We had just finished our second and final break at a rest stop north of Estelline, TX and were crossing the Prairie Dog Town Fork of the Red River when the coach began to lose power, the dash ablaze with red warning lights. The temperature gauge was pegged in the red and the digital matrix display was politely informing me to pull over and stop the engine; something I was entirely unwilling to do on the narrow bridge. The coach promptly entered limp mode and we inched off the bridge and onto the highway shoulder, coming to a stop amid a patch of knee-high weeds bristling with thorny burrs. This was not a planned stop.
I’m not a mechanic by any stretch, and our diesel pusher keeps most of the mysteries of the powerplant well hidden from view behind a radiator that, for its size alone, could double as a drive-in movie screen. Nonetheless, I did the manly thing, and wandered back and lifted the hatch. Hmm, there seemed to be plenty of coolant in the reservoir, but our escape pod was also covered in a fine mist of the sticky-sweet fluid which seemed less than ideal. I decided to give the coach time to cool off and give it another go. After about 45 minutes, I had managed to move up the shoulder another hundred yards or so before the dash once again lit up like the Vegas strip. It was time to call in the big guns.
As I was not yet well-acquainted with the art of planning, I can freely admit that I may have left a few stones unturned. In fact, one of the things I should have done, and had even thought about more than once, was sign up for Good Sam Roadside Assistance. Sadly, I had not, and was forced to rely upon the rather lackluster service provided by our extended warranty. In short, we would spend 25 long hours (yes, hours) on the side of the highway waiting for a tow that we were told we’d have to pay for because they could not verify the contract included unlimited mileage on towing, never-mind my having the original copy of the signed contract in my possession. Since we are big and heavy, and we needed to go 99 miles, the cost to tow would come in at a tidy $1600. I believe I was on my fifteenth call of “where the hell is the tow truck driver” when they told me they would pay the whole bill regardless of contract. Thanks, I guess. 25 hours!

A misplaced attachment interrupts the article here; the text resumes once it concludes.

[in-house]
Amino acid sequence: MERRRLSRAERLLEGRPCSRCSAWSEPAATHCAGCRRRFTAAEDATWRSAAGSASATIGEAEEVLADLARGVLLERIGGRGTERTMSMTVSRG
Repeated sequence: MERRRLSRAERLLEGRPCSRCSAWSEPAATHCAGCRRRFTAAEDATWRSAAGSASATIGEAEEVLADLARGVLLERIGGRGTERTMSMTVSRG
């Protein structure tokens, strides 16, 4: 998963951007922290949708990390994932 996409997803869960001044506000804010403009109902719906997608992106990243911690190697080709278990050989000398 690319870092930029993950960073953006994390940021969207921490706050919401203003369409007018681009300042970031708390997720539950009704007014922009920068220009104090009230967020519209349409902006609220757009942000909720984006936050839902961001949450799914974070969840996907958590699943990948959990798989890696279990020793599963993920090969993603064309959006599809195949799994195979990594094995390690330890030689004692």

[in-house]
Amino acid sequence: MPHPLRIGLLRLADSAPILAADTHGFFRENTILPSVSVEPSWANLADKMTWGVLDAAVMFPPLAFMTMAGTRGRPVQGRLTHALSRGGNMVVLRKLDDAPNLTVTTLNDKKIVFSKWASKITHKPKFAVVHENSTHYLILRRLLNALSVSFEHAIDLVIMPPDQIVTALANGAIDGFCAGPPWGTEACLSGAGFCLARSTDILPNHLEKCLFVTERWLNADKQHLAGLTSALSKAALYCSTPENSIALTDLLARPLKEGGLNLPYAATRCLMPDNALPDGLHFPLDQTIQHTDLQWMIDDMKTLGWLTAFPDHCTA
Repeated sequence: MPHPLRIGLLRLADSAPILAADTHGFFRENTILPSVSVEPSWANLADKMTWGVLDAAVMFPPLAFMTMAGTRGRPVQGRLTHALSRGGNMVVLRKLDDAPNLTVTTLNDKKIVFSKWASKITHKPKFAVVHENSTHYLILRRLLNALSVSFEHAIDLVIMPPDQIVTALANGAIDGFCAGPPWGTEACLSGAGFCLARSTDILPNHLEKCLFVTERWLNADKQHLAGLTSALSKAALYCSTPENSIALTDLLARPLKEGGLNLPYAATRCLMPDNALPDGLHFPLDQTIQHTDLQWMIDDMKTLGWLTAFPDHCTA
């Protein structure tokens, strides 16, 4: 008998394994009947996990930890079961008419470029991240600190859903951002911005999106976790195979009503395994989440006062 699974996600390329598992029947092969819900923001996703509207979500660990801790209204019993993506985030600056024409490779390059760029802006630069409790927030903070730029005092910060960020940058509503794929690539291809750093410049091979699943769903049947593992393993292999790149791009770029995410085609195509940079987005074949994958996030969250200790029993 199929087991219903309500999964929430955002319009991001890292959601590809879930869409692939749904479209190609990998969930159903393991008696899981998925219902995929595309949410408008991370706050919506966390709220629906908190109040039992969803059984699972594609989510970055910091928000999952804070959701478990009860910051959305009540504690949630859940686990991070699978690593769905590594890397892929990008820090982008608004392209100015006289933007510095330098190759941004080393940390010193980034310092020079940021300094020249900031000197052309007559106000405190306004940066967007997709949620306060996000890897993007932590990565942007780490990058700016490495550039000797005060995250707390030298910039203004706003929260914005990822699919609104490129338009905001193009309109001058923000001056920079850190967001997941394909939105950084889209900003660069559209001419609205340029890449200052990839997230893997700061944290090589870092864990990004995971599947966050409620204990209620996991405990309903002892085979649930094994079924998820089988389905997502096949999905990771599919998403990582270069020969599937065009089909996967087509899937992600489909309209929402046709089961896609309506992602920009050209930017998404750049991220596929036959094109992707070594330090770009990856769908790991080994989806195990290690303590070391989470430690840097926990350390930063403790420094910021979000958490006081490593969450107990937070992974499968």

We took the escape pod into Amarillo while the tow truck driver did his thing. After checking into a rather dilapidated room at the Red Roof Inn and fetching a bit of late dinner (Rosa’s Tortilla Factory for the win!), I met up with the driver as he was dropping off our home at the Cummins shop. It was impressive to see it connected to to the tow rig; it must have been a real sight going down the road! It was after 9PM on a Saturday night, and the shop wouldn’t open until Monday morning, so it looked like we would be getting the extended tour of Amarillo. We weren’t particularly thrilled, but it was looking a fair piece better than being stranded on the side of a busy highway.
Dealing with the Cummins shop in Amarillo felt a bit like trying to wrestle a toothless alligator. The lady at the counter wasn’t particularly sweet or helpful — in fact, she seemed mostly inconvenienced by the fact that I had bothered coming in that Monday morning — but she was mostly harmless. I suppose I should be thankful that they managed to successfully identify the issue* and had us back in our home by that Thursday afternoon, with Freightliner footing the bill (Yay, warranty!), but the service advisor was spectacularly bad at her job. I had to call for any and all updates, and the first two days worth of updates weren’t even for our RV. Also, despite my making a big point of having a refrigerator full of food, not to mention six containers of Braum’s Rocky Road ice-cream, they still managed to kill the power to the inverter and let it all spoil. When I mentioned my disappointment, the service advisor didn’t even have the good grace to apologize. She simply said, “It’s not our responsibility,” and proffered a smirk. Hey, at least we were home.
We spent a couple of days regrouping in Amarillo at Fort Amarillo RV Park. My gosh, it felt so good to be back in the coach! It certainly didn’t take long for it to become our home, and we missed it dearly while we were separated. We replenished our food supply to no small expense and even scooped up a few replacement cartons of Braum’s. Life was good, and things were finally feeling back on track. That weekend, I managed to put my first dent in one of the coach baggage doors while trying to pull in at our first Harvest Host stay. Turns out the bigger rigs need to take an alternate route when boondocking at Blue Mesa Alpacas. You only need to have more patience than I did and they’ll gladly come out and guide you in. I snagged the only boulder at the end of the drive, but they were on the scene in a jiffy and more than sweet about getting us off the rock and sorted out in a fine spot on their property.
Low and behold, we finally made it to Santa Fe, and only one week later than originally planned. Remember, we had a plan, and it had been executed brilliantly up to the point of total failure. I believe it was the venerable Mike Tyson who once said, “Everyone has a plan ’till they get punched in the mouth.” You see, the road insisted that plan needed tweaking. I think that’s what the whole first-day debacle managed to hit home for the both of us: having a plan is valuable — nay, darn near essential when you live in a large RV — but you had better be willing to bend to the whims of the road, for she is a fickle temptress. When the plan no longer fits the bill, there’s always a little bit of magic in wingin’ it.
Heck, we’re now wingin’ it in Albuquerque!
* You folks who crave the details might like to know it was only a thrown fan belt due to seized AC compressor bearings. Fairly minor in the big picture. Yay! A new compressor and belt was all she needed.